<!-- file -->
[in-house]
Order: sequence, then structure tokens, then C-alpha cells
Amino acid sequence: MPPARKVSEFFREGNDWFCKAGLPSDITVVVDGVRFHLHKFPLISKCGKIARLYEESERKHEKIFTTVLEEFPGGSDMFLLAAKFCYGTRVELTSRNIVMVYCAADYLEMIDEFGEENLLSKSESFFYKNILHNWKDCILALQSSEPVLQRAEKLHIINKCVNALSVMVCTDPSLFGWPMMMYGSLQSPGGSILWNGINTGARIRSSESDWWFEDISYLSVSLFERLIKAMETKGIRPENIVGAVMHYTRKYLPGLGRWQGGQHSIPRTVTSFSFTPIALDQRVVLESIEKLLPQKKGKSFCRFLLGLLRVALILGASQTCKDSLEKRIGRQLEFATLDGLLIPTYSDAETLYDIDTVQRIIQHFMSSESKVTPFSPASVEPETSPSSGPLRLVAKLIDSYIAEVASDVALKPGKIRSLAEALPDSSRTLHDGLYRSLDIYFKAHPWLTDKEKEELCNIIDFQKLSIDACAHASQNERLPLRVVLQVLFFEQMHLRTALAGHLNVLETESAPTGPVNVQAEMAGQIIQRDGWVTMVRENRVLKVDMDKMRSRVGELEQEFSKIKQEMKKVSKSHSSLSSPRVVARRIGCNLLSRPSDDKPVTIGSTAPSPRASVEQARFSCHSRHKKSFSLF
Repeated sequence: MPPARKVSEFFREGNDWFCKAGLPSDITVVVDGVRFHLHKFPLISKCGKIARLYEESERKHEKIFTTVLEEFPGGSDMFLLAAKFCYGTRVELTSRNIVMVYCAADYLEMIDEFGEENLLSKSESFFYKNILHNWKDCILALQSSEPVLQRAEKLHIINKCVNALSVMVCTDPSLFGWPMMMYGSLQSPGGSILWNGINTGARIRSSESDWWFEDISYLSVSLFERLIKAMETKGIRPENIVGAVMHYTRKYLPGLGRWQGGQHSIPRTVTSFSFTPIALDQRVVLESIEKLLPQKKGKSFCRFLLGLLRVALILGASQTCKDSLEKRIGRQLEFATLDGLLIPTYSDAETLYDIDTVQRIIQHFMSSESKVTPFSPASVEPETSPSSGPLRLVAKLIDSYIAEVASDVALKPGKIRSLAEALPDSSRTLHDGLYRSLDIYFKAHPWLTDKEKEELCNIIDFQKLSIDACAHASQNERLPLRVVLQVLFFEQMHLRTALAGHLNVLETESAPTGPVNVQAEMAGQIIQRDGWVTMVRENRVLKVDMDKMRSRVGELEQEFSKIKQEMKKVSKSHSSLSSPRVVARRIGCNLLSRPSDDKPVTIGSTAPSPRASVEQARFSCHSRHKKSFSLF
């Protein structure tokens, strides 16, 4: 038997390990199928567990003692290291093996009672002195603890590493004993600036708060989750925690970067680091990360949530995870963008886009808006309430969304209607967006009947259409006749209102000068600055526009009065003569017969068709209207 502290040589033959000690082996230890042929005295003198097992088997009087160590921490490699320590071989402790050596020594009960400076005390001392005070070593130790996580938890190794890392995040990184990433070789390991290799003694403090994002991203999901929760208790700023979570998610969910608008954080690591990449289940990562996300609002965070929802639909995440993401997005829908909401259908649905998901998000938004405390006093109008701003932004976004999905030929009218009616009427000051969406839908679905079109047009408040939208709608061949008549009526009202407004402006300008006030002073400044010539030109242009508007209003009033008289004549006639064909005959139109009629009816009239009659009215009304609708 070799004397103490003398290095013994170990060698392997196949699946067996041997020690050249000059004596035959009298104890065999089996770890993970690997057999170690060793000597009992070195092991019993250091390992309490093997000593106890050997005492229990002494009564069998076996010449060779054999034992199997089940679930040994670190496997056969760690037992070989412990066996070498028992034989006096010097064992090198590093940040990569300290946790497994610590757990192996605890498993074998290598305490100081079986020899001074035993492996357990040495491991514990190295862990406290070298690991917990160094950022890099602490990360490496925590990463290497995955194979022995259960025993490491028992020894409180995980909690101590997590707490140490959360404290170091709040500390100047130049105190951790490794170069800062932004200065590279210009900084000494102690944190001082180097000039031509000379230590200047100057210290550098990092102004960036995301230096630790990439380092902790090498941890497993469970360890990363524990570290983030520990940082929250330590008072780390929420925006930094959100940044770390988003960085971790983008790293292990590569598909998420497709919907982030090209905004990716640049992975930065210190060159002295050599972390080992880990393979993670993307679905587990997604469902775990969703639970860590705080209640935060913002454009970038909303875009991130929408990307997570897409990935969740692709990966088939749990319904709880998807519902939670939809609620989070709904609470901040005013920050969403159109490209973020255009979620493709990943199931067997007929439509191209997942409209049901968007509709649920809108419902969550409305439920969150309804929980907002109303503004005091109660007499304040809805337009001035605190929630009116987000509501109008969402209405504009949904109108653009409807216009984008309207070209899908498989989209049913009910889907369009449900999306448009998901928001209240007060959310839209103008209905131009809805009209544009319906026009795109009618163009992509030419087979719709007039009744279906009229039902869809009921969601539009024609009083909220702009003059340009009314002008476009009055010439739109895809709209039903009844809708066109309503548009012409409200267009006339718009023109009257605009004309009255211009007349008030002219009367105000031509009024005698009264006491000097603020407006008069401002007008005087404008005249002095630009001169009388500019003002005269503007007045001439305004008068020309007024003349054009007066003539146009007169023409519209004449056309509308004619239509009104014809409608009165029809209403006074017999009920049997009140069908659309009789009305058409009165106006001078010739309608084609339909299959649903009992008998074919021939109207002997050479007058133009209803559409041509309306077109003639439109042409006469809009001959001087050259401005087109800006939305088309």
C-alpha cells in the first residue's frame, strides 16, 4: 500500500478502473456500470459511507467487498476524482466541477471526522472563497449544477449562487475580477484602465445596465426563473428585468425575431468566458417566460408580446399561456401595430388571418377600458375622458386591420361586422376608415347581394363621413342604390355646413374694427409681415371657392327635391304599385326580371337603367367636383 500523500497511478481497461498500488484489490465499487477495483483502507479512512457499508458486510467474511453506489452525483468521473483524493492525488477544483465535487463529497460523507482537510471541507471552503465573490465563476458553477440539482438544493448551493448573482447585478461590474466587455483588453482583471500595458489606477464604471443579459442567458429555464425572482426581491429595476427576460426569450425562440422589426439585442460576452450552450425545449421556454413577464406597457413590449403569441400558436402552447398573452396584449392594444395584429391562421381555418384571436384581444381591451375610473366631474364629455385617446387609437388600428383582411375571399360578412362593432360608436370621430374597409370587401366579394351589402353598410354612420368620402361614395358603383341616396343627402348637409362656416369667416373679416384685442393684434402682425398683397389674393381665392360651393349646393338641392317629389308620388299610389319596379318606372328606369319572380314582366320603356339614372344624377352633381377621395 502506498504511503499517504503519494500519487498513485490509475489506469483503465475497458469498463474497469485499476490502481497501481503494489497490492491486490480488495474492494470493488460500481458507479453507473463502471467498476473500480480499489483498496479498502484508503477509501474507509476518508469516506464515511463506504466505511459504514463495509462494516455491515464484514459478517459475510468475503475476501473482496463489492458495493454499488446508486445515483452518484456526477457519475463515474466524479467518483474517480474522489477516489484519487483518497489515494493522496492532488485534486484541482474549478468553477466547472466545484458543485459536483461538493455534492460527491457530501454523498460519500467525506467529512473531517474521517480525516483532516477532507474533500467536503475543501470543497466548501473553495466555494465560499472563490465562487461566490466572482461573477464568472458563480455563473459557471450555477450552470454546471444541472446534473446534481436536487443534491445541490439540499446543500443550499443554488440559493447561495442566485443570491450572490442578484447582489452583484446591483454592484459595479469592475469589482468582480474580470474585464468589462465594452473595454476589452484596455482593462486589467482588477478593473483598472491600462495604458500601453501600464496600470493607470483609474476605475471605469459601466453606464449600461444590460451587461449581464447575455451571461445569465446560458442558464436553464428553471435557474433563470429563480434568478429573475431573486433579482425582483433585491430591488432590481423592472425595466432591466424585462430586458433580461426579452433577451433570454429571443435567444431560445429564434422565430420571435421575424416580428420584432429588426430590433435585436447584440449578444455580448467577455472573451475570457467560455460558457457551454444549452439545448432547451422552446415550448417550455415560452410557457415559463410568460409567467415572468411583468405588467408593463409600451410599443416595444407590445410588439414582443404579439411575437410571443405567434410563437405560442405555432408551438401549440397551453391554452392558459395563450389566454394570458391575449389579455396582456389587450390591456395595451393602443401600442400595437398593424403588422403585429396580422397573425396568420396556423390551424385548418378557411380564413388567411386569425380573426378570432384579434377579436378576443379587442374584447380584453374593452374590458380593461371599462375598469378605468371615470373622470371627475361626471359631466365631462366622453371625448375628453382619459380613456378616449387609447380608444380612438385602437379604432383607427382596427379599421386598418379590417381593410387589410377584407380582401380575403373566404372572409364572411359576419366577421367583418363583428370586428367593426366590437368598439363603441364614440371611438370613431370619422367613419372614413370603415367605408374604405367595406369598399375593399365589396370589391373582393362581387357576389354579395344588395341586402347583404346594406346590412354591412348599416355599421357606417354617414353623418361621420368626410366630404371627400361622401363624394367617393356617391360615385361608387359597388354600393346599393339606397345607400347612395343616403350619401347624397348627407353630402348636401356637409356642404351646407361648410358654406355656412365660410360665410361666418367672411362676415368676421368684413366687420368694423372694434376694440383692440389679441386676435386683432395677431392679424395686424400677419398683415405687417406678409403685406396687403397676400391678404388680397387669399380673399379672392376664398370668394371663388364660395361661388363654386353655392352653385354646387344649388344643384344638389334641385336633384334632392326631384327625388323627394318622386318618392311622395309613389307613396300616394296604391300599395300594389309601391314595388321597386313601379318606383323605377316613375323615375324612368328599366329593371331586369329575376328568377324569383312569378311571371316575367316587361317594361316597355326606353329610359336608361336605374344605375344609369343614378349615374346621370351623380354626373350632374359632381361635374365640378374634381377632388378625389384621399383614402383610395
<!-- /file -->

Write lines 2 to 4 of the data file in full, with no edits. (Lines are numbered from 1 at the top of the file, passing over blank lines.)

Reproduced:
Order: sequence, then structure tokens, then C-alpha cells
Amino acid sequence: MPPARKVSEFFREGNDWFCKAGLPSDITVVVDGVRFHLHKFPLISKCGKIARLYEESERKHEKIFTTVLEEFPGGSDMFLLAAKFCYGTRVELTSRNIVMVYCAADYLEMIDEFGEENLLSKSESFFYKNILHNWKDCILALQSSEPVLQRAEKLHIINKCVNALSVMVCTDPSLFGWPMMMYGSLQSPGGSILWNGINTGARIRSSESDWWFEDISYLSVSLFERLIKAMETKGIRPENIVGAVMHYTRKYLPGLGRWQGGQHSIPRTVTSFSFTPIALDQRVVLESIEKLLPQKKGKSFCRFLLGLLRVALILGASQTCKDSLEKRIGRQLEFATLDGLLIPTYSDAETLYDIDTVQRIIQHFMSSESKVTPFSPASVEPETSPSSGPLRLVAKLIDSYIAEVASDVALKPGKIRSLAEALPDSSRTLHDGLYRSLDIYFKAHPWLTDKEKEELCNIIDFQKLSIDACAHASQNERLPLRVVLQVLFFEQMHLRTALAGHLNVLETESAPTGPVNVQAEMAGQIIQRDGWVTMVRENRVLKVDMDKMRSRVGELEQEFSKIKQEMKKVSKSHSSLSSPRVVARRIGCNLLSRPSDDKPVTIGSTAPSPRASVEQARFSCHSRHKKSFSLF
Repeated sequence: MPPARKVSEFFREGNDWFCKAGLPSDITVVVDGVRFHLHKFPLISKCGKIARLYEESERKHEKIFTTVLEEFPGGSDMFLLAAKFCYGTRVELTSRNIVMVYCAADYLEMIDEFGEENLLSKSESFFYKNILHNWKDCILALQSSEPVLQRAEKLHIINKCVNALSVMVCTDPSLFGWPMMMYGSLQSPGGSILWNGINTGARIRSSESDWWFEDISYLSVSLFERLIKAMETKGIRPENIVGAVMHYTRKYLPGLGRWQGGQHSIPRTVTSFSFTPIALDQRVVLESIEKLLPQKKGKSFCRFLLGLLRVALILGASQTCKDSLEKRIGRQLEFATLDGLLIPTYSDAETLYDIDTVQRIIQHFMSSESKVTPFSPASVEPETSPSSGPLRLVAKLIDSYIAEVASDVALKPGKIRSLAEALPDSSRTLHDGLYRSLDIYFKAHPWLTDKEKEELCNIIDFQKLSIDACAHASQNERLPLRVVLQVLFFEQMHLRTALAGHLNVLETESAPTGPVNVQAEMAGQIIQRDGWVTMVRENRVLKVDMDKMRSRVGELEQEFSKIKQEMKKVSKSHSSLSSPRVVARRIGCNLLSRPSDDKPVTIGSTAPSPRASVEQARFSCHSRHKKSFSLF